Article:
Anything can sound patronizing in the right situation. I'll admit that even as I was hitting the end of that Oita bike ride, the cheerful shouts of encouragement from fellow bikers and supporters began to hit nerves. "You can do it! Keep going! You're almost there!" Probably because I was by then into an irrational state where I could not maintain much emotional balance. Of course I can do it. I mean, everyone else has already. Almost there? But not there yet. Of course I'm going to keep going, what do I look like, a quitter?!
Well-intentioned gestures can be interpreted as anything.
You hear all the time about how Japan is "so homogeneous." What that means is, Japanese is a big solid concept. A kid asked me the other day, Emily, do you like Japanese? And I answered yes, before realizing I had no idea what he had really asked me. I hear the question as Japanese language, because that's what the word means all by itself to me (and I like language, so of course I like Japanese language too.. it's fun!). Japanese people would be "the Japanese," and any other thing would have the noun following the adjective "Japanese". Japanese food, Japanese music, Japanese art, Japanese whatever. The kid probably just meant "Do you like Japan?" but was a first-year and so it came out wrong.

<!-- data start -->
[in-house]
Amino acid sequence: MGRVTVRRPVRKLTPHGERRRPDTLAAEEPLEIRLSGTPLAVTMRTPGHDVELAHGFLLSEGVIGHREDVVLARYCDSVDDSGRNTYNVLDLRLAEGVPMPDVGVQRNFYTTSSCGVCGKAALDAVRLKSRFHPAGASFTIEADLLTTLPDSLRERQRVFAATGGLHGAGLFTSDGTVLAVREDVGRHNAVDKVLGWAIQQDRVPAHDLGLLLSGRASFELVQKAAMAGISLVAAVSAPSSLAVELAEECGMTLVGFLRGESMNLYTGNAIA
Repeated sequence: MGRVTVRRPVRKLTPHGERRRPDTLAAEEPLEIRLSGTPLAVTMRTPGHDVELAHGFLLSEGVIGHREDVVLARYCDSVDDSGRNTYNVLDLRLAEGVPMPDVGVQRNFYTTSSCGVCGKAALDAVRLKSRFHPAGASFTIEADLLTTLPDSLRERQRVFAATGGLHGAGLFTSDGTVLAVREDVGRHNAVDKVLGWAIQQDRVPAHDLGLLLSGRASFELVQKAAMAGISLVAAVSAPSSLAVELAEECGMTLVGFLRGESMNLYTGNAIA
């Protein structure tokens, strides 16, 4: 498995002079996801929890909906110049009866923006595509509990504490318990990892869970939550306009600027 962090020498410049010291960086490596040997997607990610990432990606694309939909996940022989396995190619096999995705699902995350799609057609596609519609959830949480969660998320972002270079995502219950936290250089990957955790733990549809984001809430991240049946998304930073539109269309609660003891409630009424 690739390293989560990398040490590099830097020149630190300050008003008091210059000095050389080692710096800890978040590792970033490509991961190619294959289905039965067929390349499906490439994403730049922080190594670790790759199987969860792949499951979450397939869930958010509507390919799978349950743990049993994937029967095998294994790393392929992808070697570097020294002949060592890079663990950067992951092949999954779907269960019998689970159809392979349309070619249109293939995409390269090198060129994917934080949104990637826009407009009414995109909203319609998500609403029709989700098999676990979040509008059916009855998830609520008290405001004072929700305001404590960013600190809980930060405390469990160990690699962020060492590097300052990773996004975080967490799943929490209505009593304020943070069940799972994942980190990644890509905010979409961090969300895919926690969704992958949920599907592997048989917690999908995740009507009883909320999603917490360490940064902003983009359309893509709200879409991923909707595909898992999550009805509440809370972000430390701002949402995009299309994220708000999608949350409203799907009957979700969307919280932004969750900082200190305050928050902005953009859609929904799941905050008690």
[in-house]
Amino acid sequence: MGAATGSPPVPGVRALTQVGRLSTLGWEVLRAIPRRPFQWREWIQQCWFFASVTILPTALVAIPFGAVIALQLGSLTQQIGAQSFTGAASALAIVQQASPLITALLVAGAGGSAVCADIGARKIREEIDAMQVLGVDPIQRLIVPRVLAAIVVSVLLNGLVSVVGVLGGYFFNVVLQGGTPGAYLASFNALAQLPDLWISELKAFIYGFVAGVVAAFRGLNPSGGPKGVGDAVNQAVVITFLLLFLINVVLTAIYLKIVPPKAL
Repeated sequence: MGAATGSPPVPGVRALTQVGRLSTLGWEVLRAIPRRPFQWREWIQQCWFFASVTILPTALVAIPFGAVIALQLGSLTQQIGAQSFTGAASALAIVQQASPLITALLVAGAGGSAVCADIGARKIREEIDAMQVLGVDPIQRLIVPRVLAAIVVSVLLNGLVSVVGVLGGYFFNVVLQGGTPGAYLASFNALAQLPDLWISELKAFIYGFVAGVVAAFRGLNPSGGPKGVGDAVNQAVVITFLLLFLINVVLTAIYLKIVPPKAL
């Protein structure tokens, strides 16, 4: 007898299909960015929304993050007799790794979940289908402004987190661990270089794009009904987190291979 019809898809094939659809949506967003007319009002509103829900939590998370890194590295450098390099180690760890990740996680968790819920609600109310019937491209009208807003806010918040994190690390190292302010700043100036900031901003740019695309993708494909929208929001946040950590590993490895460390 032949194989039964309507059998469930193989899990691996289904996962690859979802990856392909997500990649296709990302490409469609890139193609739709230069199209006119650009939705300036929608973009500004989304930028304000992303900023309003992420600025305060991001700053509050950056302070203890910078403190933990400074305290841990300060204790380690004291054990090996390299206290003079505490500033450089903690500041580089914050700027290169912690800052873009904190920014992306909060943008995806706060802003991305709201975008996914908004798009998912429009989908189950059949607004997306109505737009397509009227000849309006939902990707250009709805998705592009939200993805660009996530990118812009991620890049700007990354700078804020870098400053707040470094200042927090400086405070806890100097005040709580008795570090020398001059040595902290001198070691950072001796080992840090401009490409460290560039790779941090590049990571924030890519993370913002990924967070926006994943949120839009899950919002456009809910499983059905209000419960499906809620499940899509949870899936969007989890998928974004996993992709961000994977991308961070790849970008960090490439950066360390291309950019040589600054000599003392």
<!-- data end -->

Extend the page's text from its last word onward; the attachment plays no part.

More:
The point being, though, that Japanese means all those things. It's a nation, but it's also a culture, complete with all the set of traditions and foods and language; it's also a race, and for most people, they all mean the same thing. A scion of Japanese people is heir to all that entails. We are us, this is ours, our legacy, which passes to you.
In the US, for example, America is a nation. But races and cultural legacies are something else. You can be a child of German and African descent, practicing Hinduism against your parents' wishes if you want. We fracture on all kinds of lines in America, beliefs and traditions and religions. We belong to groups that fall under the umbrella of being American. Because America is just damn big, and it's populated by people from all over the place, and it would be ludicrous to expect that Americans could have anything in common with all Americans other than their national affiliation to the country they live in. This is why anyone can look American to me. And if you aren't American, there is a process by which you can become one (I will admit up front that I have no idea how this process works for whom).